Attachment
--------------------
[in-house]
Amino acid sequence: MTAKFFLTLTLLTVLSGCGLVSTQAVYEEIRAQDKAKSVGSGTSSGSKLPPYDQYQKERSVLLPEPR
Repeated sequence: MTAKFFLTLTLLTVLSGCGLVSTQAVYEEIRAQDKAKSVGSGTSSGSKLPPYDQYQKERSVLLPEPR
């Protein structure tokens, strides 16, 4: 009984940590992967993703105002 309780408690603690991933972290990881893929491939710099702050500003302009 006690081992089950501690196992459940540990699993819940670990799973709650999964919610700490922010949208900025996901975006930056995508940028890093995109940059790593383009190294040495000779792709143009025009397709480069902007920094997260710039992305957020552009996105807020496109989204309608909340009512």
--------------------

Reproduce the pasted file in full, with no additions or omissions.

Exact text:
[in-house]
Amino acid sequence: MTAKFFLTLTLLTVLSGCGLVSTQAVYEEIRAQDKAKSVGSGTSSGSKLPPYDQYQKERSVLLPEPR
Repeated sequence: MTAKFFLTLTLLTVLSGCGLVSTQAVYEEIRAQDKAKSVGSGTSSGSKLPPYDQYQKERSVLLPEPR
């Protein structure tokens, strides 16, 4: 009984940590992967993703105002 309780408690603690991933972290990881893929491939710099702050500003302009 006690081992089950501690196992459940540990699993819940670990799973709650999964919610700490922010949208900025996901975006930056995508940028890093995109940059790593383009190294040495000779792709143009025009397709480069902007920094997260710039992305957020552009996105807020496109989204309608909340009512």